Nevada's "Felony Murder Rule"
(Explained by Las Vegas Criminal Defense Attorneys)

If someone gets killed while you commit certain types of crimes, Nevada can charge you with first-degree murder.  We call this Nevada's "felony murder rule." Even if the defendant did not originally mean to hurt anyone and the death was an accident, penalties for "felony murder" in Las Vegas can still include life in prison or even worse.

Our Las Vegas criminal defense attorney Michael Becker has nearly two decades of experience in defending felony murder cases and fighting to achieve successful resolutions.  Scroll down to learn about Nevada's "felony murder rule" and how we can help.


The legal definition of felony murder in Las Vegas, Nevada, is a homicide committed in the perpetration of either of the following crimes:

  • the Nevada crime of sexual assault (see our article on Nevada sex crimes)
  • the Nevada crime of sexual abuse of a child
  • the Nevada crime of arson
  • the Nevada crime of robbery
  • the Nevada crime of burglary
  • the Nevada crime of invasion of the home
  • the Nevada crime of sexual molestation of a child under 14
  • the Nevada crime of kidnapping
  • the Nevada crime of child abuse
  • the Nevada crime of elder abuse

A classic Las Vegas felony murder scenario is someone burglarizing a jewelry store after hours and the owner unexpectedly shows up, who the thief shoots dead out of panic.  Even though the thief never wanted to hurt anyone, he could face first-degree murder charges.

Under the Nevada felony murder rule, it is still considered murder whether the killing was intentional or accidental.  It also does not make a difference whether the killing was in furtherance of the felony.  The death merely needs to be logically connected to the felony for it to be murder.  For example:

Example: Tom goes into a supermarket to commit the felony of robbery.  He holds up the cashier by gunpoint, who proceeds to have a stroke and dies.  Because the death is logically connected to the robbery, the felony murder rule attaches.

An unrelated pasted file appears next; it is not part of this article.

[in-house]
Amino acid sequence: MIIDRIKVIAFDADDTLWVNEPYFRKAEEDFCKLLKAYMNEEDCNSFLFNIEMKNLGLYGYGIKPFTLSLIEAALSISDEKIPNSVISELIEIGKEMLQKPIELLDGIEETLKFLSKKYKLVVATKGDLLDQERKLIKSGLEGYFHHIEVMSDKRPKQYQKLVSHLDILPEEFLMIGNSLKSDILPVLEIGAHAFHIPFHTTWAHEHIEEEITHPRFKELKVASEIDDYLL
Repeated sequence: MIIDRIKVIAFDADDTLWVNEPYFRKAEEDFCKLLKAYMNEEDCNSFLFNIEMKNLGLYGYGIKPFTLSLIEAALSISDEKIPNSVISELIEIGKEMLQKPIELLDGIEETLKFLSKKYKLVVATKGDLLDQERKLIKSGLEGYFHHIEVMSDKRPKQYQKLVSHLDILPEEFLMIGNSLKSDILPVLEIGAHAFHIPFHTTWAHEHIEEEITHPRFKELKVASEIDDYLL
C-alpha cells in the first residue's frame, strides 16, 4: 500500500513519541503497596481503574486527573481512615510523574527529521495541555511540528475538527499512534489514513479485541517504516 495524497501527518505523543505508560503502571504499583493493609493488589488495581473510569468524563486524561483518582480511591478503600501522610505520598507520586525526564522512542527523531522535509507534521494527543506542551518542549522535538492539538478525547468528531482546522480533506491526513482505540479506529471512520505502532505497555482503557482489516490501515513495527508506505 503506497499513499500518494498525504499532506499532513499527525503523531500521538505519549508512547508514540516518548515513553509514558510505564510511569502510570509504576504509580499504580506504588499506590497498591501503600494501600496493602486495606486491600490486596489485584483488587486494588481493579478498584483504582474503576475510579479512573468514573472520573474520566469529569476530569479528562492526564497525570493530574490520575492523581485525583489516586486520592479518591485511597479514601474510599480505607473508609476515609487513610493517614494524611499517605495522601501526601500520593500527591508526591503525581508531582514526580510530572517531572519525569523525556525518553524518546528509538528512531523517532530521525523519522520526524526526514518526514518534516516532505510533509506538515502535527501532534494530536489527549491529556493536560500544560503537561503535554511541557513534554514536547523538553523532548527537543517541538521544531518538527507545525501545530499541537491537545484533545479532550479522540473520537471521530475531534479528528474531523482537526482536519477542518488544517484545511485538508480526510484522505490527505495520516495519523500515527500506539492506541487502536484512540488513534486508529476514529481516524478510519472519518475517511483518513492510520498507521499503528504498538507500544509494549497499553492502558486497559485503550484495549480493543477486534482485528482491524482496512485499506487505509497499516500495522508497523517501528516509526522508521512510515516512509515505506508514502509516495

Each Las Vegas felony murder case is very different, and which defenses would be most effective turns solely on the facts.  Below are some of the more common defenses used in murder cases:

  • Self-defense. Nevada self-defense law is a complete defense to a murder charge as long as your attorney can show that you acted reasonably and were threatened with immediate bodily harm.
  • Illegal search. Lots of murder cases are thrown out because of procedural errors on the part of the police.  If they execute a faulty search warrant in Las Vegas or contaminate evidence, your attorney may ask the judge to throw out the evidence.  And with no evidence, the charges may be dismissed for insufficient proof.
  • Unrelated death. If the prosecution cannot show that the death was connected to the underlying felony, then the felony murder rule does not apply.  For example, if Tom is burglarizing Jim's house, and Jim's ex-wife happens to show up at the same time and shoots Jim for cheating on her, Tom should not be charged with felony murder
Img murder gavel


Felony murder is a category A felony in Las Vegas.  The sentence may be either:

  • Death, or
  • Life in Nevada State Prison without the possibility of parole, or
  • Life in prison with the possibility of parole after twenty years, or
  • Fifty years in prison with the possibility of parole after twenty years

The judge will impose an additional one to twenty years if the defendant had a deadly weapon or if the victim was sixty years old or older.  Read more about Nevada murder law.

Facing charges?  Call us . . . .

If after reading this you would like to talk to our Las Vegas criminal defense attorneys for free about your case, call us at 702-DEFENSE (702-333-3673).  An arrest is not a guilty verdict.  We may be able to get the charges dropped or reduced to lesser offenses.  And if necessary we will fight for a "not guilty" verdict at trial.

For information about California felony murder law, go to our page on California's felony murder rule.




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